Wednesday, June 4, 2014

Making it Through the Existential Storm

So I finished my first novel a while ago. Over a year ago to be honest. I attempted to shop it around. I sent it to a few agents and pitched it a few times in person. Every single agent said the same thing. "Sounds interesting, but we're not taking dystopias." That's cool. I get it. The Hunger Games was so hugely popular that it created a flux of repeat, mediocre dystopias and now everybody's bored with the genre. No worries. I was disappointed, but not inordinately so, and I don't mind putting it on a shelf for a while. It's a good book. I can wait.

That wasn't the cause of my existential storm.

So what do you do, as a writer, after you finish your first book? You write a second one.

Cue existential crisis.

What did I want to write? Probably not the sequel to my first novel even though it would be infinitely easy and doable. Nope. It's not that I didn't have any ideas for the next novel. I always have ideas. But which should I pick?

I started two novels. Both good ideas and very different one from the other. I worked on character creation and wrote outlines. I even started the actual writing on one. Then I changed my mind and started on the other. Then I stopped. Completely. I sought advice from my fellow writers about which one I should pursue. I listen closely to their opinions, the majority of which leaned one way, then I chose the other.

But underneath all of this planning and procrastinating, one thought haunted me. Should I start a new book at all?

As some of you may know, and many of you will not, my life is crazy. Pretty much all the time. I moved states, got a new job, moved into a new place, and I'm going back to school this fall. I've made other commitments, too. One of my best friends wants to collaborate on a webcomic with me. I've had a novella in the works forever and I'm still only half way through. Several of my closest writing friends sent me manuscripts to read which I haven't (and I can't apologize enough). I want to do everything. I want to say yes to every opportunity and I don't want to disappoint anyone, especially myself.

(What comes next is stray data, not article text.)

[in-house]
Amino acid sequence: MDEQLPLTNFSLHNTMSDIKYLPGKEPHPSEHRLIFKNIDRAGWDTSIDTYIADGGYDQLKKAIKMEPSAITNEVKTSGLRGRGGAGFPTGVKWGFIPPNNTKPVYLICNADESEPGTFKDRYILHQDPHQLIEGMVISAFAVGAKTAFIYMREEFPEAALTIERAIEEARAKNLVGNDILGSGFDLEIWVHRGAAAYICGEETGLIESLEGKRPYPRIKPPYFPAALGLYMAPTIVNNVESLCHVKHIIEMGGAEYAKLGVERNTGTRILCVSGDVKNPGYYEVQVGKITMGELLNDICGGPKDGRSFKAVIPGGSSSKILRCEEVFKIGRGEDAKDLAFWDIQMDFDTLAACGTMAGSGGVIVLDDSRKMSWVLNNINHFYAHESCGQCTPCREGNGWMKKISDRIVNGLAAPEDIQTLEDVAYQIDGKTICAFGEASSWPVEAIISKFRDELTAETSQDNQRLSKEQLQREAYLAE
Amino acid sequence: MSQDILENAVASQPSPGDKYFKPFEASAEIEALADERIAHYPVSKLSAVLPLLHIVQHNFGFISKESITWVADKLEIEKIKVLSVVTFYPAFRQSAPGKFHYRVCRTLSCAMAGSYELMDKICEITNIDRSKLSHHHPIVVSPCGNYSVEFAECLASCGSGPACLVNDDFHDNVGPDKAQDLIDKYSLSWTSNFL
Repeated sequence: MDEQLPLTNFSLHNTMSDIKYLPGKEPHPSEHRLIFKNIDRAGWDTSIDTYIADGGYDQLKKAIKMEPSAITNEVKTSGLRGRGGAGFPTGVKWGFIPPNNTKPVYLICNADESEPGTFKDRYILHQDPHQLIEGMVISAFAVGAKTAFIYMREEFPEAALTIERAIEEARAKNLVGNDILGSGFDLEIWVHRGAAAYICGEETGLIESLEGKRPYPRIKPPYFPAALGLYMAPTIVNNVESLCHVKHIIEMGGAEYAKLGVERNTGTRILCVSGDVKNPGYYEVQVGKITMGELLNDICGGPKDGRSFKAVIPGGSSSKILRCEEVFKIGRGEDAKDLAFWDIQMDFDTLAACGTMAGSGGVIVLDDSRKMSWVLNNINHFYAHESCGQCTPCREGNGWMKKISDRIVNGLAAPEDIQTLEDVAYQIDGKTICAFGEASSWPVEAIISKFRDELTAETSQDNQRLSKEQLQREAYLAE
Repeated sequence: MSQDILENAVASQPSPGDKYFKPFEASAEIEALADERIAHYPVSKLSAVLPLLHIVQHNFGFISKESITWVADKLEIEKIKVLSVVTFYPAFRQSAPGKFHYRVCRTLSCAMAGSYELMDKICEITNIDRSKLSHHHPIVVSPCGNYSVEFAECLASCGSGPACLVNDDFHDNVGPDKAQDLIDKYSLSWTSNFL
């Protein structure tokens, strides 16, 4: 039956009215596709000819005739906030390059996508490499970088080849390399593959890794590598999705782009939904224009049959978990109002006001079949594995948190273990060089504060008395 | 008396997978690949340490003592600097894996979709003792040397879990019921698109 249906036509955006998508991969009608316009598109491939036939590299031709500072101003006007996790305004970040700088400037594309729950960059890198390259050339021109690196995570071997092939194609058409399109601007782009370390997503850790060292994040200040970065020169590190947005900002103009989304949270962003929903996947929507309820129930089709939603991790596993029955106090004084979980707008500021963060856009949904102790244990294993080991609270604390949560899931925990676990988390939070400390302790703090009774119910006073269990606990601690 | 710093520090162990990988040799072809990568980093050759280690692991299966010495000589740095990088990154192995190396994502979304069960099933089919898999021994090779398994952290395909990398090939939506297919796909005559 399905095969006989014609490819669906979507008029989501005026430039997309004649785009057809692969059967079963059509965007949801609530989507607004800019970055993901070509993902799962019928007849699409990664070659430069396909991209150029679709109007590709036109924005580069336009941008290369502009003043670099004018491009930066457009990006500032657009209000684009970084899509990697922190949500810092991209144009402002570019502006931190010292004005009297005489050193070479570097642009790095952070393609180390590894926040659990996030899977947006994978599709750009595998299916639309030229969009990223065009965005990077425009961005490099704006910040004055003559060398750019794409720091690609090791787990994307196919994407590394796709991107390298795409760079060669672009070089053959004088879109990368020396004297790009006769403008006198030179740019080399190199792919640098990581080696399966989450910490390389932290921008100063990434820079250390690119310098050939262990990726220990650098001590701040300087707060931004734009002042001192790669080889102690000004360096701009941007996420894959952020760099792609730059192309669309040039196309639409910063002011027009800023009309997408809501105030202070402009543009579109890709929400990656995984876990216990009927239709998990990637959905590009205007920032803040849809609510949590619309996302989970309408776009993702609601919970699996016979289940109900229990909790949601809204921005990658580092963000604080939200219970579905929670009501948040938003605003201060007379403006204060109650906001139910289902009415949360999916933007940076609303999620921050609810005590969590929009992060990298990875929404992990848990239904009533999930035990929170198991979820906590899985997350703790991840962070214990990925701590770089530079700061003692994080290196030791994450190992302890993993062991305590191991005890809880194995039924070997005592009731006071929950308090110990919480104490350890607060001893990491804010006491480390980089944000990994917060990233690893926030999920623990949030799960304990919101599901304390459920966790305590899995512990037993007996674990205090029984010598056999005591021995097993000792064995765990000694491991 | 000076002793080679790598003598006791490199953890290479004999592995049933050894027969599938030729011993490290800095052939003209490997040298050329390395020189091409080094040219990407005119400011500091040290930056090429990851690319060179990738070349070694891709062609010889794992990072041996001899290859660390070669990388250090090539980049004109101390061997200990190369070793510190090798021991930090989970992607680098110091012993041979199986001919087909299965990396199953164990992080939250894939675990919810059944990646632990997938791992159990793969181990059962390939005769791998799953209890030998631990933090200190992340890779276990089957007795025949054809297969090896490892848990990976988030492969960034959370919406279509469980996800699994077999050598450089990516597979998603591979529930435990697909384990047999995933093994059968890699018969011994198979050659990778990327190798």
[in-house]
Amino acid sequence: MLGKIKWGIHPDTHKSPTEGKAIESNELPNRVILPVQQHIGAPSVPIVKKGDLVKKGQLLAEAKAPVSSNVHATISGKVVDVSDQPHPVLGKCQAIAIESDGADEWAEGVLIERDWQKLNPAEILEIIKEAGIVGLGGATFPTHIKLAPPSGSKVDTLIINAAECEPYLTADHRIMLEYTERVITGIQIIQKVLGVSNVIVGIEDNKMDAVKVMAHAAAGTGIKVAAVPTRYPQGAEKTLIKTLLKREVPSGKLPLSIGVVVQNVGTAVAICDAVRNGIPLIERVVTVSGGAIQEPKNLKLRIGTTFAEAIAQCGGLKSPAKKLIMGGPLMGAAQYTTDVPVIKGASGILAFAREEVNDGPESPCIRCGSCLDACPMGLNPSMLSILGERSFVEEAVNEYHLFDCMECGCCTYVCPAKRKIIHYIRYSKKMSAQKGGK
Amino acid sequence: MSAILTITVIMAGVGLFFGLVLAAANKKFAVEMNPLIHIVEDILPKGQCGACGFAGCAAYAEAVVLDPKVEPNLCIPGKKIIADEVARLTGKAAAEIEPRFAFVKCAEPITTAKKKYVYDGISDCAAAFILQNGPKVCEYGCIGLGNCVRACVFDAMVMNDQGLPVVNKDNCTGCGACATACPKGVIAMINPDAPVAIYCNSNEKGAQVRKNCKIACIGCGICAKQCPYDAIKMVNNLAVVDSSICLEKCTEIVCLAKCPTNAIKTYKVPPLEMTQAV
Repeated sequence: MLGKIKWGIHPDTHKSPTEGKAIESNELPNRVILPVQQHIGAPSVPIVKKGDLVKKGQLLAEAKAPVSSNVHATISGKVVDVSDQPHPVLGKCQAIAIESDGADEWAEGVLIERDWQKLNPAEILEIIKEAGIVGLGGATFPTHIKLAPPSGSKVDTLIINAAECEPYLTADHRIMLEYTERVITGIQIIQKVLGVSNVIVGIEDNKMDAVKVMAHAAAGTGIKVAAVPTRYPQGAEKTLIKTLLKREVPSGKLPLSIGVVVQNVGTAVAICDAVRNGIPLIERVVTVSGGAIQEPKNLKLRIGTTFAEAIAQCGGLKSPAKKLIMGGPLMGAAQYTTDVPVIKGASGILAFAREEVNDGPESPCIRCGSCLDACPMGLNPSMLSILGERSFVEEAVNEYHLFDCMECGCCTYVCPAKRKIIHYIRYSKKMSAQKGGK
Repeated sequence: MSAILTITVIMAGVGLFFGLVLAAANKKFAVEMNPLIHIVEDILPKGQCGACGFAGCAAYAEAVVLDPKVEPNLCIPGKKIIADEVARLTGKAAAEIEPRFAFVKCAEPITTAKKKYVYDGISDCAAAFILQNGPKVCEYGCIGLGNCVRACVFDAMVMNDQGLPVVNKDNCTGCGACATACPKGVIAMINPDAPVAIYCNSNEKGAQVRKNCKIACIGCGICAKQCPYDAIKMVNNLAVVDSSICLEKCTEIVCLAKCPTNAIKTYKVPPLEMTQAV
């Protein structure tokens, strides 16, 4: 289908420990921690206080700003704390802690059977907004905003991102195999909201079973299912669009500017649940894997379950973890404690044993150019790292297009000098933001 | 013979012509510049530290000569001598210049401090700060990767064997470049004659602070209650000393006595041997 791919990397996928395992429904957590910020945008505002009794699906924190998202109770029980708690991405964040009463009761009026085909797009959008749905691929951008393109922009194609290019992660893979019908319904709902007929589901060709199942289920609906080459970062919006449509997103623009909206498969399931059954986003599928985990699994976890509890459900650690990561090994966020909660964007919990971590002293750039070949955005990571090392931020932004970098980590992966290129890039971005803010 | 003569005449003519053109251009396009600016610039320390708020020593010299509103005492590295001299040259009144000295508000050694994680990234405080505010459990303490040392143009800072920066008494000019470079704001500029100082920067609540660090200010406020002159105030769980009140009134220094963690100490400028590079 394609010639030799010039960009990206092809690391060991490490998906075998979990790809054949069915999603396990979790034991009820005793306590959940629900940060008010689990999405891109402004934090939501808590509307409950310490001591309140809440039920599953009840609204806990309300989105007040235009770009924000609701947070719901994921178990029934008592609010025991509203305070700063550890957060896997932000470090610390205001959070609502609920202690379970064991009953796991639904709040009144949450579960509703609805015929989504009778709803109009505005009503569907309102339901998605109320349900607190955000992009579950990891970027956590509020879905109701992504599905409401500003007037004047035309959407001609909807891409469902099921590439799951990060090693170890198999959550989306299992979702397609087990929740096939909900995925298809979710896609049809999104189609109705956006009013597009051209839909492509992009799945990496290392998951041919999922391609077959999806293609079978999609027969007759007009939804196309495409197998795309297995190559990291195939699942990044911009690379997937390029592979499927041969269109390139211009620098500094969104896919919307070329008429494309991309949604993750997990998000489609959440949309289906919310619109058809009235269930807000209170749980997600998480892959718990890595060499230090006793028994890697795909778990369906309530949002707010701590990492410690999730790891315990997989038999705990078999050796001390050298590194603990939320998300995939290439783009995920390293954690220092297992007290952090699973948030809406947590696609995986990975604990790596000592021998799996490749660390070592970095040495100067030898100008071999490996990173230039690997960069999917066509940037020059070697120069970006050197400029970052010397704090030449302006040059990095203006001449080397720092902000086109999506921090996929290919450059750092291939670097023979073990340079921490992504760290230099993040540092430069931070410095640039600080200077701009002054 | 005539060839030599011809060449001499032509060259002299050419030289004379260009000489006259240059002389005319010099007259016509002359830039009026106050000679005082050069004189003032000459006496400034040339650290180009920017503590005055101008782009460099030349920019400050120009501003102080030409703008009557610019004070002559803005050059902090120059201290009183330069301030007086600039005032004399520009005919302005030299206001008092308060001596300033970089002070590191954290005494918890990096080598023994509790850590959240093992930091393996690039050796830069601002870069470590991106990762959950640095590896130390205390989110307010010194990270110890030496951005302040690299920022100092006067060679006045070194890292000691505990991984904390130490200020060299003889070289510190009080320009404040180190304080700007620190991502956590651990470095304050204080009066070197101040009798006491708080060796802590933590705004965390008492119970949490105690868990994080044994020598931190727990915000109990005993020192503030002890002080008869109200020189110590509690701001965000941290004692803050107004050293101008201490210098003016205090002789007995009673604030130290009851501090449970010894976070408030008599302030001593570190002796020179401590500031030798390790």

Because I have done. Over and over again.

When I was nineteen, I dropped out of college. There were a lot of reasons, and, rationally, it was the right decision for me at the time. I've learned a lot about myself and the world in the last five years. I'm ready to try again. But still, it terrifies me.

With all of this (and a lot more that would take too long to go into), should I even bother trying to write? How could I work full time, go to school full time, AND write, when I've barely been able to manage one of those things at a time?

But I've accepted that my life will probably always have a certain level of entropy. A certain level of instability and anxiety. That doesn't seem to be going away anytime soon.

So I've made some decisions. I've dropped a few commitments. I'm going to try hard to not take on any more. I will do what has to be done. And I will write.

Today I start my second book.

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